I must be honest, when i heard that Solace was finally bringing out a new album, it made me worried. After all its been 7 years since their last album 13, was released. A lot can happen in 7 years and when it comes to bands, quite often bands lose their edge, changed their style or even worse go commercial. In the case of the new Solace album called A.D, i was elated to hear the band still kicks some major ass and they still have all the elements which made this band great in the first place. Now the 13 album was one of my favorite albums of 2003, so sliding this new album into the CD player, i broke out into a sweat with nervous anticipation. When "The Disillusioned Prophet" hit my eardrums, it was a wonderful experience as the band is still pretty much the same but their musical chops seem to be more refined and tighter than ever before. The 7 year break hasn't gone un-wasted it seems because there has been some obvious growth in the band technical abilities as musicians. The opening track features some of the best vocal work Jason has ever laid down and the guitar solo is pure inspirational stuff. There is a kind of classy element to it, you could even put in the classic rock category as it stinks of a Tony Iommi meets Jimmy Page type of quality. "The Immortal, the Dead and the Nothing" which is the second track is another killer track, the almost complex blending of acoustic and electric guitars and the mammoth layered vocals show the band has gain a certain amount of progressive rock qualities while still remaining a kick-butt outfit.
"Six Year Trainwreck" has some real catchy riff work while "Za Gamman" hints at the Solace of old as its more in the sludgy, doom vein. A.D really takes off at this point in the album not that the earlier tracks don't blow you over, its just at track four you get the sense that this album is not only a keeper but just maybe is Solace's holy grail of recordings. "Borrowed Immunity" is a groove based track and is pretty straight-forward compared to a lot of other tracks on A.D. Its not less memorable however as it has another great riff and more dynamic vocals from Jason. The guitar duo of Tommy Southard and Justin Daniels really shine on this album but its tracks like "Borrowed Immunity" where the interplay between these two guys is immaculate. "Down South Dog" is a constantly changing stoner boogie tune that never gets dull over its eight minutes. Made up of separate parts rather than the typical verse/chorus, it is a engaging track from start to finish.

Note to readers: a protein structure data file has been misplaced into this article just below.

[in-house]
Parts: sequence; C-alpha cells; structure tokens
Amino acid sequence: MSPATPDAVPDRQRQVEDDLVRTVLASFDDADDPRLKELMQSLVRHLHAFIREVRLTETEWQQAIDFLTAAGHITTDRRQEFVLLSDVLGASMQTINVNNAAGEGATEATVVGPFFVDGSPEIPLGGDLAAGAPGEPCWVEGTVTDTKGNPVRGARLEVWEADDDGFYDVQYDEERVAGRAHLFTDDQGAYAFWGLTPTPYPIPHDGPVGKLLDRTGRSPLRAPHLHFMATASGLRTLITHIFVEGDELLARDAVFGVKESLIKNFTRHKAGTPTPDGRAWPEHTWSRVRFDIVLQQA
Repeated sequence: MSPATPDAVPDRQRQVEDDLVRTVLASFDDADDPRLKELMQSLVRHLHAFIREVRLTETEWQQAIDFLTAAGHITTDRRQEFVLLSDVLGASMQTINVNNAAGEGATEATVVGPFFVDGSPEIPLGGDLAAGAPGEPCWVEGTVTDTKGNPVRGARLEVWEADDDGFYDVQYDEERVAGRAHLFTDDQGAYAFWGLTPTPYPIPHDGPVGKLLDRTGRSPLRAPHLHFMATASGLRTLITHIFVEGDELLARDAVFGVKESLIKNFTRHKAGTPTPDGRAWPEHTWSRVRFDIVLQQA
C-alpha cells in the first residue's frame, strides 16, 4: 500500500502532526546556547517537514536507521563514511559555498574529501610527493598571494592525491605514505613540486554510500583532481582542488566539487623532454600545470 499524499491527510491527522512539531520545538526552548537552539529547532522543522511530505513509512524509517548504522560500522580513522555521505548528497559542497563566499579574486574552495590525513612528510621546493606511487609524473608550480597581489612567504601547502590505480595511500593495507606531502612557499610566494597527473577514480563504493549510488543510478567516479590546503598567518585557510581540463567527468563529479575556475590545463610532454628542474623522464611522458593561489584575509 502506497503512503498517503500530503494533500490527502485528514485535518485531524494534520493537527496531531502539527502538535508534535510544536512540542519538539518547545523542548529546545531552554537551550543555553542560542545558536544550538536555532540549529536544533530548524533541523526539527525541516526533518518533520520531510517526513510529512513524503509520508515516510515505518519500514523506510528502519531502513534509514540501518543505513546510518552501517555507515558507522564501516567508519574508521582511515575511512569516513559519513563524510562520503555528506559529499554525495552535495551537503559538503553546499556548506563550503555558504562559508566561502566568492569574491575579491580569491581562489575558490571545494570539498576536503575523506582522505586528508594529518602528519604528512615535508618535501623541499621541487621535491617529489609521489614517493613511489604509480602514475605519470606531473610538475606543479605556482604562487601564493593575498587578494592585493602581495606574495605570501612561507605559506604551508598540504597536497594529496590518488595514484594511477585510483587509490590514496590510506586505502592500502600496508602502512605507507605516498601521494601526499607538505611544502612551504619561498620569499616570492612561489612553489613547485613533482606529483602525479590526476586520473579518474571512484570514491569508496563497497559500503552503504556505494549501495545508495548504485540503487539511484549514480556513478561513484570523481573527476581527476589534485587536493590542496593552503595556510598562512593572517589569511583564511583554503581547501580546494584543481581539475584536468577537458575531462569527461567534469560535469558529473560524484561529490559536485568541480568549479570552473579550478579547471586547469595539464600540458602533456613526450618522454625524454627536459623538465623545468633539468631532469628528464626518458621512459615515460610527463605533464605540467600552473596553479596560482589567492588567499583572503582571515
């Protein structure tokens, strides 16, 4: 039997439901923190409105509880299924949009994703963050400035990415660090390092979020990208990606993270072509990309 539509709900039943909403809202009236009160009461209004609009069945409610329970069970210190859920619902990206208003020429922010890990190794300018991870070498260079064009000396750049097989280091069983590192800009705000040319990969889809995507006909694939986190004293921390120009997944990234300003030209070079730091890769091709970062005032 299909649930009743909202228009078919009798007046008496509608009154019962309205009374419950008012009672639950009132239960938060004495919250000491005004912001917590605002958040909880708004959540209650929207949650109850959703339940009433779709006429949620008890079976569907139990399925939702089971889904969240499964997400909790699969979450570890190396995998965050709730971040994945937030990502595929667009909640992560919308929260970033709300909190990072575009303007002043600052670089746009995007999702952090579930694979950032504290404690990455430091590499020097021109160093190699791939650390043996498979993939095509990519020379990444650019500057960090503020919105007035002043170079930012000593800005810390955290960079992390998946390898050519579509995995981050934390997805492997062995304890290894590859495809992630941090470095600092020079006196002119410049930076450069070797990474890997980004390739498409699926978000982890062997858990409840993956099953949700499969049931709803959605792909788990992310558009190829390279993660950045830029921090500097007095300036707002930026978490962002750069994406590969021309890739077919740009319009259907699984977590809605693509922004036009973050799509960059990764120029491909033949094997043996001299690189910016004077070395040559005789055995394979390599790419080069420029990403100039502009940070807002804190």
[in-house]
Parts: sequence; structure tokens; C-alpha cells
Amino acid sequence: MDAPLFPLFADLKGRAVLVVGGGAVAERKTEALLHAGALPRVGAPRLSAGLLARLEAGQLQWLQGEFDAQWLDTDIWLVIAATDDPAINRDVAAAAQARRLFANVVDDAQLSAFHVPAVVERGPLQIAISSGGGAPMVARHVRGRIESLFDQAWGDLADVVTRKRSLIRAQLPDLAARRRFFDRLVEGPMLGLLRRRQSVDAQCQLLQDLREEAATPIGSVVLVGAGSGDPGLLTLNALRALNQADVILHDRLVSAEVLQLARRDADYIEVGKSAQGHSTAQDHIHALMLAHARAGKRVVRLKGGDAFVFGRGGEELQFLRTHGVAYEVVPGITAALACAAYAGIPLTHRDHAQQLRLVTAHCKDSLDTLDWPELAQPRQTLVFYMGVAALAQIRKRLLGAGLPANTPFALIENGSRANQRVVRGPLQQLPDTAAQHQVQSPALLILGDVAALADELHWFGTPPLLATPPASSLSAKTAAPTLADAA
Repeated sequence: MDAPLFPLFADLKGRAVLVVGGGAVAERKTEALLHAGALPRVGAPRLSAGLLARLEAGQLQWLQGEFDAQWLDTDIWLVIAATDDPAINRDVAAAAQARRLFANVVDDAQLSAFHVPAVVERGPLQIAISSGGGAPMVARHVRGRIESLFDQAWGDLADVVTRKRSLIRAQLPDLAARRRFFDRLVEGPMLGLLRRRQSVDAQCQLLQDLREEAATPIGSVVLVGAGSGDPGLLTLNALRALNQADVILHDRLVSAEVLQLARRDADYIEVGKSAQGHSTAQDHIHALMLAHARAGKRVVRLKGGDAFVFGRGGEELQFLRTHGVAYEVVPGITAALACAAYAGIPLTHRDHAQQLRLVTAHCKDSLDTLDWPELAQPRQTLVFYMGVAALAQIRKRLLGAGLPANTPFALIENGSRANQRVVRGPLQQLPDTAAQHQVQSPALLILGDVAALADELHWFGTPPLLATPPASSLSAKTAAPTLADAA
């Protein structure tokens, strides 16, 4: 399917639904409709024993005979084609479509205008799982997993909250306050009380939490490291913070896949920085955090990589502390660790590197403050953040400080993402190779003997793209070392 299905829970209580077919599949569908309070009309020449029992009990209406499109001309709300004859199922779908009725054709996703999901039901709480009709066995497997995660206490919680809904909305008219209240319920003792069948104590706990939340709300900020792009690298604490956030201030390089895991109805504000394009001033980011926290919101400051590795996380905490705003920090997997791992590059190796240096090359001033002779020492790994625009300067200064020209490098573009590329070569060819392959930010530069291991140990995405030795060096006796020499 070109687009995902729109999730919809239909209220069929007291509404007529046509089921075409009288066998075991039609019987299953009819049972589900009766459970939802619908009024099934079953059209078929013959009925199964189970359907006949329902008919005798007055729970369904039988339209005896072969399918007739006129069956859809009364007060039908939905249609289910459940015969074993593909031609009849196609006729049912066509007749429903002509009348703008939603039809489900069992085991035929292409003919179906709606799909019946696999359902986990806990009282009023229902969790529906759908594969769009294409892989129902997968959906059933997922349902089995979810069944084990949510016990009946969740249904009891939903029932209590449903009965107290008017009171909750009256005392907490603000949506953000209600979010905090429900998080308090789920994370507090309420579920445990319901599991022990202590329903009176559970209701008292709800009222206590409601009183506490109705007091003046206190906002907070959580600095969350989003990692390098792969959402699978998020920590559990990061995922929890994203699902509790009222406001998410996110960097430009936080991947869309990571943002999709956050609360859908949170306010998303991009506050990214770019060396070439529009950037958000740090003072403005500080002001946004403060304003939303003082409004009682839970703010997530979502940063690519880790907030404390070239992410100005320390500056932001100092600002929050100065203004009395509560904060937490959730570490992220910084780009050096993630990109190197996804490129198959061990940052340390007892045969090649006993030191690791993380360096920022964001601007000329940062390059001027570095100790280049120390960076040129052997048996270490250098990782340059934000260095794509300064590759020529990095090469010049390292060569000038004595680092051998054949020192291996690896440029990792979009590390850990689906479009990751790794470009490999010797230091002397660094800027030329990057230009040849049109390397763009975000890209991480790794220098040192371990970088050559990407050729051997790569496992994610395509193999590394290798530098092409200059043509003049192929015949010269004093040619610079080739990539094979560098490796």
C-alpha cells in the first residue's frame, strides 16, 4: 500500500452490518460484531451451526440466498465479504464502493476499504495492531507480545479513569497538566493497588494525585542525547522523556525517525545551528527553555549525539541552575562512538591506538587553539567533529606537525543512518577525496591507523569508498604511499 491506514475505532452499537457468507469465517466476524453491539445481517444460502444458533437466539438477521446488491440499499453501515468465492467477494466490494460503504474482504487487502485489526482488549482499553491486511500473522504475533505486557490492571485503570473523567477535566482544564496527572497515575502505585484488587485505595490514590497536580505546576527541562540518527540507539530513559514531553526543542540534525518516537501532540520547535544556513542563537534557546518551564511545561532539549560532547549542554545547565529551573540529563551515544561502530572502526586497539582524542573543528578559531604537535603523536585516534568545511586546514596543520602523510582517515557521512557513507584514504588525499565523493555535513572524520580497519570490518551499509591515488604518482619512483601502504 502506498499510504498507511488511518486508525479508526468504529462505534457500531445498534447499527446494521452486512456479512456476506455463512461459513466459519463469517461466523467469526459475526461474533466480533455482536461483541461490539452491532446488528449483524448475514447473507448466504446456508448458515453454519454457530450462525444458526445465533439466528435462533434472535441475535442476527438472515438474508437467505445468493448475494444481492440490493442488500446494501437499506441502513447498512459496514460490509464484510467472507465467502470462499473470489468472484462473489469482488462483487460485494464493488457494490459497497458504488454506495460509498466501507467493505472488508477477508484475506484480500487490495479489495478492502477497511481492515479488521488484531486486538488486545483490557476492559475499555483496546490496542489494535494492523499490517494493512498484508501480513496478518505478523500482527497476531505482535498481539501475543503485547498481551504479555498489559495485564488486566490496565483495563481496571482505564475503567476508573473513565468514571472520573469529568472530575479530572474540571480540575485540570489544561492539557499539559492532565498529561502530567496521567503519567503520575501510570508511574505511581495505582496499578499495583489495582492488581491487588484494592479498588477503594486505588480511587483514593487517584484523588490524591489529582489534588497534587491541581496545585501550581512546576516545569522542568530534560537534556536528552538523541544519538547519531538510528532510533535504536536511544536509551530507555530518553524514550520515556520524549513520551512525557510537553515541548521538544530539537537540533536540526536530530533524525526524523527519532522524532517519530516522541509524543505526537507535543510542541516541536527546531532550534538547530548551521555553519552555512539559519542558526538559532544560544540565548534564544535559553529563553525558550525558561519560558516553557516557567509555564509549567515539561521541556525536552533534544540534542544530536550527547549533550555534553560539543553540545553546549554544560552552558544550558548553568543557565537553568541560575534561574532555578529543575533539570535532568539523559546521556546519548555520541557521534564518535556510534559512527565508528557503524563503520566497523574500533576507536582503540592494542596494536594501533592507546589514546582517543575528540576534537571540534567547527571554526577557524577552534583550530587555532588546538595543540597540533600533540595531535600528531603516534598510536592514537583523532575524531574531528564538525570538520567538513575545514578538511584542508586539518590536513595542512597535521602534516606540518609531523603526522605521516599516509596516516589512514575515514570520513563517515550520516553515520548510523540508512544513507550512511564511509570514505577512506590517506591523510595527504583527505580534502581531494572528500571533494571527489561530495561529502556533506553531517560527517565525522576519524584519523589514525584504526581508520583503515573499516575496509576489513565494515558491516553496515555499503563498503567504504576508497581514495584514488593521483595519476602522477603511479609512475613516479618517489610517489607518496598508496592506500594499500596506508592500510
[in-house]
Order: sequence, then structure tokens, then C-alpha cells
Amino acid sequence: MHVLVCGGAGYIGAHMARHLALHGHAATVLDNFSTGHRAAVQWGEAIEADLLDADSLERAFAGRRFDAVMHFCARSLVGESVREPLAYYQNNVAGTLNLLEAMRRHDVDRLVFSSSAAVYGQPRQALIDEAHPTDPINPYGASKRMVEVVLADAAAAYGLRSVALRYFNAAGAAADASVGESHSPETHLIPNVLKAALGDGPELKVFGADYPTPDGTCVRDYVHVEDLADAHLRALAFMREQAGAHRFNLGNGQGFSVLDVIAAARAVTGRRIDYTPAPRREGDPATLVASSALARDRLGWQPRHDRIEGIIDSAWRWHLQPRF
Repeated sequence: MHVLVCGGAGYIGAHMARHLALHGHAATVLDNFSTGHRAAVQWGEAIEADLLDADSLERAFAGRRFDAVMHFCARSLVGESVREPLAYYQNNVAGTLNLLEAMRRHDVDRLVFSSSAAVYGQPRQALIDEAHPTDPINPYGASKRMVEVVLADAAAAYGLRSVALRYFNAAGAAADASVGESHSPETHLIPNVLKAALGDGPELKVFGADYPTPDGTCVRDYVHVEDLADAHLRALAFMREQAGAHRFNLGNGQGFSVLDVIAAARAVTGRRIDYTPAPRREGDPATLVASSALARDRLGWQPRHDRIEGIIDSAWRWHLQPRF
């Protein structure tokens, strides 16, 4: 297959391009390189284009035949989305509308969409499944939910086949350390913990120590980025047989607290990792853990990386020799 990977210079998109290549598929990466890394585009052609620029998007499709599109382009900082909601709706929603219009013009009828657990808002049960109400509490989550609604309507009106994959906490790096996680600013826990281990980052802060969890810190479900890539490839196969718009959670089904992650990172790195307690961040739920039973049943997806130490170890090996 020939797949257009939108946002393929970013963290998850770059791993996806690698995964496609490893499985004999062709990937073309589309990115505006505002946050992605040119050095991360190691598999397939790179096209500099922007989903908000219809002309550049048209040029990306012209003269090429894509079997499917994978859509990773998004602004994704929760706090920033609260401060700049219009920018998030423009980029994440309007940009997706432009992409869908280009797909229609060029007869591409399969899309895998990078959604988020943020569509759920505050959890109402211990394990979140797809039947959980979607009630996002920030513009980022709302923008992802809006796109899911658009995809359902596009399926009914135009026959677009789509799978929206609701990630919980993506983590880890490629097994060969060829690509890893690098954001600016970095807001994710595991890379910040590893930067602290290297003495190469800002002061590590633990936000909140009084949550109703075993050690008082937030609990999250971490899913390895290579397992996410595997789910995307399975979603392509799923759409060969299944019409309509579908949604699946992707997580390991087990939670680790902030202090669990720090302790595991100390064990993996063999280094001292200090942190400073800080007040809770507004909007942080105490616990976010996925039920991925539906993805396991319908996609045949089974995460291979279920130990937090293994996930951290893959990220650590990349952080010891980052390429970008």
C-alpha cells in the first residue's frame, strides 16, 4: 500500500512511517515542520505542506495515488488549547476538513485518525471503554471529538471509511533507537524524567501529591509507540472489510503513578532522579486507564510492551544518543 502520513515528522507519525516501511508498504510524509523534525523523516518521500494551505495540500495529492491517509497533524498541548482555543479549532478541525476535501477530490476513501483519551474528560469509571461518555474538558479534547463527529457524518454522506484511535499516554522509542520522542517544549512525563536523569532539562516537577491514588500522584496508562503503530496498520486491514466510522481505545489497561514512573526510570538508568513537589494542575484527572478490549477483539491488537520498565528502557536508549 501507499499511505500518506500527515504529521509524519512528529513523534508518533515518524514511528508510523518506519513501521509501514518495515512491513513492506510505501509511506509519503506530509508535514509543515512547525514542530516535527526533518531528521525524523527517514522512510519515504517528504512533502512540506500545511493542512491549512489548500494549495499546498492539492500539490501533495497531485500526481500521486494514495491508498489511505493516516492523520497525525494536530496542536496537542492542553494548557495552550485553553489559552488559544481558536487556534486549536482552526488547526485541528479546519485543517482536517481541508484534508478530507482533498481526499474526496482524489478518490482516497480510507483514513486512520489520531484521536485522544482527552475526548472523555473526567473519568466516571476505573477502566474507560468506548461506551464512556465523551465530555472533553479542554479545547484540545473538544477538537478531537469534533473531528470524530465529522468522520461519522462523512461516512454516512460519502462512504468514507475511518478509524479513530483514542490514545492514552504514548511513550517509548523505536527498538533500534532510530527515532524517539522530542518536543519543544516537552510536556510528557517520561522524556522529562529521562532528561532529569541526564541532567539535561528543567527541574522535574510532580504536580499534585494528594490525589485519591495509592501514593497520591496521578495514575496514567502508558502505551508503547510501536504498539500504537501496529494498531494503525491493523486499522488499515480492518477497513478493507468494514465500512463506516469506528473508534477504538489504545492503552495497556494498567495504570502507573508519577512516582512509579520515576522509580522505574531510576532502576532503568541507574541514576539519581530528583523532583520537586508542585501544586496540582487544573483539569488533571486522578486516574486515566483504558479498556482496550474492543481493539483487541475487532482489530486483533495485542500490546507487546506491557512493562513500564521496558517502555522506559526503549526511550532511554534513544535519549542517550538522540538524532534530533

When that leads into "The Eyes of the Vulture" which is pure meat and potatoes rock and roll and again the band is on fire. Its one of the more basic tunes but stands up on its own on the album. "The Skull of the Head of a Man" brings back the bands hardcore roots for 2 minutes of aggressive shouting punk rock but still with some of the most catchy hooks you will hear this year, short and sweet this leads into the finale of the album and its a doozy. "From Below" is doom the way Solace do it best, which is with tempo changes and different musical textures but this is one of the darkest chunks of doom the band has ever written. Chugging, twisting and turning and full of pleasant musical surprises, this is a mesmerizing slab of doom rock for its entire 9-10 minutes. There is everything from a wah-wah guitar section to a throaty, shouting aggressive climax, its diverse and totally addictive listening. Then its all over, this is a defining moment in the career of Solace and one you wont want to miss. Still underground and under appreciated by most, this is album that deserves to be played to death. About as close to perfect as you can get. Amen! 9.5/10
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